Several annexation issues were on the agenda for the council members Monday. A request to annex property owned by Council Member Tingle and his sister Virginia M. Steele was passed on to the town’s annexation committee. Tingle’s service on that committee will necessitate adding at least one member, in addition to Mayor Murray.
Tingle noted that the property comprises 7.18 acres and is adjacent to the former Donald Smith property the town had annexed some months ago. The committee will review the annexation request and return the matter to council for its next meeting.
The annexation committee also recommended annexation for the properties of Russell Evans (5 acres on the town’s west side) and Leann Tingle (22 acres on Holly Branch Extended). Both requests will be considered by council in March.
Council Member Jay C. Murray reported to the council from the town’s Jan. 19 Planning & Zoning Commission meeting. The single item requiring council action was the requested partitioning of a parcel on Baker Alley and Church Street.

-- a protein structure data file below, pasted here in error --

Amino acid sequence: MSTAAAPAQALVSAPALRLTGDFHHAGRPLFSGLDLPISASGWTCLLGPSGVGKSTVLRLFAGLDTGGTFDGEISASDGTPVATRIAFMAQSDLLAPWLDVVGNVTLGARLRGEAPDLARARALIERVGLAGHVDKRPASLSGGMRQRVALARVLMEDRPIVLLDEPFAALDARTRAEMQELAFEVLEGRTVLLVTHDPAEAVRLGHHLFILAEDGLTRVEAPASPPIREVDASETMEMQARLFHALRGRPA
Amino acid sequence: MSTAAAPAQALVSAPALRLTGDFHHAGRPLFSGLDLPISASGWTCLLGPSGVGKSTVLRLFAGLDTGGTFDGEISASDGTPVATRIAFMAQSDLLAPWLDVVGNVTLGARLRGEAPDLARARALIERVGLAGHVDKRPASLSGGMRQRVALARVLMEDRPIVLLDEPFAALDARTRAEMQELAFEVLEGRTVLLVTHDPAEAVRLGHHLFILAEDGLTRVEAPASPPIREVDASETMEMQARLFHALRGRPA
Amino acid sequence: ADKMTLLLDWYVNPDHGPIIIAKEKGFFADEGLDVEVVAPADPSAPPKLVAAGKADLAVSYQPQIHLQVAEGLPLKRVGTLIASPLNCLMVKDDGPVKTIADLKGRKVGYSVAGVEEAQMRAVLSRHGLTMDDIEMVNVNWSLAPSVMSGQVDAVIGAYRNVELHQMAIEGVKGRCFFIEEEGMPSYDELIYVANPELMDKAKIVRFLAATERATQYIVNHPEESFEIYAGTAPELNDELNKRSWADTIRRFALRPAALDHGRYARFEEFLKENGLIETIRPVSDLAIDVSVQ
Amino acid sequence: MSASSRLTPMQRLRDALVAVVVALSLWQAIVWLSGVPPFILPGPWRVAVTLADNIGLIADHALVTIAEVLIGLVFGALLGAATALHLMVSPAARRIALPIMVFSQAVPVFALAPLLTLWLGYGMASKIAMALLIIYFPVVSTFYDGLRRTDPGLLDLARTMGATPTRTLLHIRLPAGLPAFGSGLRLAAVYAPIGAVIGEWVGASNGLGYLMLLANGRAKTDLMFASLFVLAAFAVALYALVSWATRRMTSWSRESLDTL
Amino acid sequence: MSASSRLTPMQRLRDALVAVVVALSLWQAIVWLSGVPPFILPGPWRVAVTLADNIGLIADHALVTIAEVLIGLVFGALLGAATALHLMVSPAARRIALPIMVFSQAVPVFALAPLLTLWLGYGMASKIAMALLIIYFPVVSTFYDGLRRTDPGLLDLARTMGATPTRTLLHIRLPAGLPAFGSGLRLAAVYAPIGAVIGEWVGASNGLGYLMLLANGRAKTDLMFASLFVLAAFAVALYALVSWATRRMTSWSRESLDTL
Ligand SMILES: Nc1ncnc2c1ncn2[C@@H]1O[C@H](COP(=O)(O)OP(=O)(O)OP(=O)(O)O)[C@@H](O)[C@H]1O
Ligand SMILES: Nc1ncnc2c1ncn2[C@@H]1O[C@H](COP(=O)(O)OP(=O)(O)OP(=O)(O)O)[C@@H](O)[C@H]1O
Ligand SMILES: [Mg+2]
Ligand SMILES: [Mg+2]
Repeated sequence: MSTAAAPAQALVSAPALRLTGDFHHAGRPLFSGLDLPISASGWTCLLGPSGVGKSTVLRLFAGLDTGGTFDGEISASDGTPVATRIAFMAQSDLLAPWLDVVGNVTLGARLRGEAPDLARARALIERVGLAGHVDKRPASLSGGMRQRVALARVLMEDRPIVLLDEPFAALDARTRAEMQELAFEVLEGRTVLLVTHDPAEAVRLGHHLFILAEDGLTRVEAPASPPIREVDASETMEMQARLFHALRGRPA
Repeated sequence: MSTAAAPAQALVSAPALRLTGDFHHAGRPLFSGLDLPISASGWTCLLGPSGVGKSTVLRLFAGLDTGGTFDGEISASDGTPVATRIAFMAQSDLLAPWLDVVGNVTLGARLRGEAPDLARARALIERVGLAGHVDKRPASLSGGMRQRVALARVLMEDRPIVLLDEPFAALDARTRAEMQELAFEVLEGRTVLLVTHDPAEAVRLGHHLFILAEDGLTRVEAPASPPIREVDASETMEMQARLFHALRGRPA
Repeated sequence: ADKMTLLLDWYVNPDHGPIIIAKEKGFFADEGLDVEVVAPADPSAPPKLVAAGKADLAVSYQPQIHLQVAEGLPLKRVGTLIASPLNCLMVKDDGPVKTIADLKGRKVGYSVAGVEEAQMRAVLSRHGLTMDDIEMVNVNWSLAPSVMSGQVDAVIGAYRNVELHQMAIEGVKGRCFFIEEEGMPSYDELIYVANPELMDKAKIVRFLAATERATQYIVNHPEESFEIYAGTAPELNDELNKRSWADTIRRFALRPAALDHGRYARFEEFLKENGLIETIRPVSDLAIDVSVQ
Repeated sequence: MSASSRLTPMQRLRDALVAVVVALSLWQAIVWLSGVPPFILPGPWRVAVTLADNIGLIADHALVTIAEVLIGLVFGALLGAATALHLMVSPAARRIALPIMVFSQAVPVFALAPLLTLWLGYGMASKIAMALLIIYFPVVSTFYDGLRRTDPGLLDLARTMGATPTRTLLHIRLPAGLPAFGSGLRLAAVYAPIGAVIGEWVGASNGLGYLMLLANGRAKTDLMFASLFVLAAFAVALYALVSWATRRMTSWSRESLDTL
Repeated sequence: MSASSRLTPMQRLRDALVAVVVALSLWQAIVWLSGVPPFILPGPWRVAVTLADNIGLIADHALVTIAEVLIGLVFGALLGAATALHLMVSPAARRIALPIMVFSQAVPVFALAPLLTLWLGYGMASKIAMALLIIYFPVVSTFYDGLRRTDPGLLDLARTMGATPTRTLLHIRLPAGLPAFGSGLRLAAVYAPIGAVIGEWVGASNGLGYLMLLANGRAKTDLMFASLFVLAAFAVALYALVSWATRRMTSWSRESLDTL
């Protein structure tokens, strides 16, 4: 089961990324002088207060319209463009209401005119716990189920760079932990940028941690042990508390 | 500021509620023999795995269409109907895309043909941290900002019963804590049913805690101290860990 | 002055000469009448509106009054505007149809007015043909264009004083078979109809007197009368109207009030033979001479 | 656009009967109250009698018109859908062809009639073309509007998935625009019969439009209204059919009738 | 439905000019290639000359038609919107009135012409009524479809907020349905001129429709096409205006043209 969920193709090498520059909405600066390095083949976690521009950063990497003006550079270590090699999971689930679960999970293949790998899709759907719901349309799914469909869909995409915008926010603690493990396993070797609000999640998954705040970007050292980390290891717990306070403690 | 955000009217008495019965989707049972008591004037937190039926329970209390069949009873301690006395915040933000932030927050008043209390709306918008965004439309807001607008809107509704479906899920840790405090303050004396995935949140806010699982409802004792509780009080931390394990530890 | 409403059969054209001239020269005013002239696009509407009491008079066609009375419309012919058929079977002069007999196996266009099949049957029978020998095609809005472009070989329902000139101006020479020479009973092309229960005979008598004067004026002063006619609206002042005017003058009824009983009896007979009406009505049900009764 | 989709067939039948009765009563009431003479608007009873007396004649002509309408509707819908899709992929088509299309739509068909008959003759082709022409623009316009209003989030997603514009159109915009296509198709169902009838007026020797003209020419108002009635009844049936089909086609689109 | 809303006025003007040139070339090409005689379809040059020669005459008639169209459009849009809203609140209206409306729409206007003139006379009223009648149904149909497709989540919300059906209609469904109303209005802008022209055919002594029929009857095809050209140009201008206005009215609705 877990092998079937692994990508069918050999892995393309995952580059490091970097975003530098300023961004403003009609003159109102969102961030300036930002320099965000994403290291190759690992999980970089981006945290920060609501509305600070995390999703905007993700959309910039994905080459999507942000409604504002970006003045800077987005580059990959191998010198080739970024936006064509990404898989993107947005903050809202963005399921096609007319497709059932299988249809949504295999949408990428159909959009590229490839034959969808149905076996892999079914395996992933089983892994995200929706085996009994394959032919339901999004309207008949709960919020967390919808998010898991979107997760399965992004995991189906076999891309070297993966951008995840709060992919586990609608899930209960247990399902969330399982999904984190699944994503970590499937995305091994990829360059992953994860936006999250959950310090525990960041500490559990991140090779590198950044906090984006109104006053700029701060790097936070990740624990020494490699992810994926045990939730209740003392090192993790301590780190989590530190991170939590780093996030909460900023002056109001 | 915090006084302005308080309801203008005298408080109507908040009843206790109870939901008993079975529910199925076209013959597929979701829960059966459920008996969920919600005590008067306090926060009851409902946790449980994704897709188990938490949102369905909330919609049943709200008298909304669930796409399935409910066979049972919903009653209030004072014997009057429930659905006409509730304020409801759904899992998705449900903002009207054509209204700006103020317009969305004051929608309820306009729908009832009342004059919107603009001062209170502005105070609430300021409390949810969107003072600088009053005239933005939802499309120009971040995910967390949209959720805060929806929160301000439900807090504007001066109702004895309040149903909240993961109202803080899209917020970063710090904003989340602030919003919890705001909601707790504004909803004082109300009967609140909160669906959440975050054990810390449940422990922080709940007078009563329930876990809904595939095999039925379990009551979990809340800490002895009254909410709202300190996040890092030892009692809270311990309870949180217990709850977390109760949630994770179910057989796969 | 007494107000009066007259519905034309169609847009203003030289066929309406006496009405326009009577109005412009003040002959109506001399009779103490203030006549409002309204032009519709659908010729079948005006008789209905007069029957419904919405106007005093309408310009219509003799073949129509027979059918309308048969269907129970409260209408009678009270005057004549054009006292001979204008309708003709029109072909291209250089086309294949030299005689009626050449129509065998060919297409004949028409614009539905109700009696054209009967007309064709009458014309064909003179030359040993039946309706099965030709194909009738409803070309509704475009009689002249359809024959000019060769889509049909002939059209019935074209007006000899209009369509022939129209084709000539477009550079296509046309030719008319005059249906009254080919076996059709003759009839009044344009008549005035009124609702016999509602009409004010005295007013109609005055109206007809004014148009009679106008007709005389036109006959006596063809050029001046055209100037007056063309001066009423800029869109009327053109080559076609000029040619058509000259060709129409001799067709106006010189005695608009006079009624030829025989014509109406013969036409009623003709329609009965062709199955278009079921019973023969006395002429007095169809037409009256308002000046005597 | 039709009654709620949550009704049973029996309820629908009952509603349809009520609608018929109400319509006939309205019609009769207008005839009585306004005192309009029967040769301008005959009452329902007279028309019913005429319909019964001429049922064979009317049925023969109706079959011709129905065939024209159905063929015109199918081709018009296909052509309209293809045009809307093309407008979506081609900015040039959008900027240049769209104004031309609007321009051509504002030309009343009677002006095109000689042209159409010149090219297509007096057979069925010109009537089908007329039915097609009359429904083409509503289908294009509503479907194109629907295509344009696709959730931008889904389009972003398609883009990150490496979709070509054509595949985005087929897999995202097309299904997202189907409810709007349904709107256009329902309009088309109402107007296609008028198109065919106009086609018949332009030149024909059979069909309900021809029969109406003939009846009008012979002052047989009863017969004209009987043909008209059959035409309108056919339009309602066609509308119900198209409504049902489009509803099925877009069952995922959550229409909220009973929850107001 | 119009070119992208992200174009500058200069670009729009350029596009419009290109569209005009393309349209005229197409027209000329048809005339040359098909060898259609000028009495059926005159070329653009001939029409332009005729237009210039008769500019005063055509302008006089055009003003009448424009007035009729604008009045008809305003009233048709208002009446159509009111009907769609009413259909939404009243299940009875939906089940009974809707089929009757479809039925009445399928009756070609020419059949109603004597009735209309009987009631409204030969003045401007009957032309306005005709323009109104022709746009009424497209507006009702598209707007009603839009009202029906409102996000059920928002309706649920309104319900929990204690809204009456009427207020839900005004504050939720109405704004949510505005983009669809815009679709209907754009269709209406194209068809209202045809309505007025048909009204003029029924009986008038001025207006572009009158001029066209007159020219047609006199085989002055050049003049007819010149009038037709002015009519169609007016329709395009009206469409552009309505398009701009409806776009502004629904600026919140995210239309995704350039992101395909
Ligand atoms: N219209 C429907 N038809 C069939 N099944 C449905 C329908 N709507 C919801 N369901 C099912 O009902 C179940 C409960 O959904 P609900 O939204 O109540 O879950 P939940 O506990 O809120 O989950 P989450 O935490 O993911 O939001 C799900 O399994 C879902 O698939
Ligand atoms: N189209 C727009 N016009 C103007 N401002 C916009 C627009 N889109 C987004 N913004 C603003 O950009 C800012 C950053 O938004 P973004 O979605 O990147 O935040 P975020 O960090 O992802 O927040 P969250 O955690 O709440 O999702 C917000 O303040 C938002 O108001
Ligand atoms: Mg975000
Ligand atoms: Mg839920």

Jay Murray said the property owner had previously planned a business for the second lot that would be created by the partitioning but had since decided to build a single-family home on that smaller lot, which fronts on Duke Street Extended and Baker Alley. The existing property has been rented for use as a car dealership.
The Planning Commission recommended the council agree to the partitioning, with Jay Murray noting that it did meet the requirements for the planned housing lot. (A single-family home is allowed in the historical-business zoning district). Council members unanimously agreed to the partitioning.
Jay Murray also informed the council that Kevin Lynch, the owner of the former Vector Security property had come to the commission requesting the town’s input on its future use. The commission had informed him a business use would be acceptable, with the lot also zoned as historical-business.
Finally, he said, Cabinetry Unlimited had brought to the commission plans to build a storage building on its property near the Pop Warner field. The commission informed the company that such a building was an allowable use for the property but requested that they make an effort to build an attractive structure suitable for the location, Jay Murray said.
Council members also set a date for a public hearing regarding a zoning change for the property at 28 Hosier Street, the former Randy Brittingham property purchased by the town at a tax sale. The hearing will take place Monday, March 7, at 7 p.m.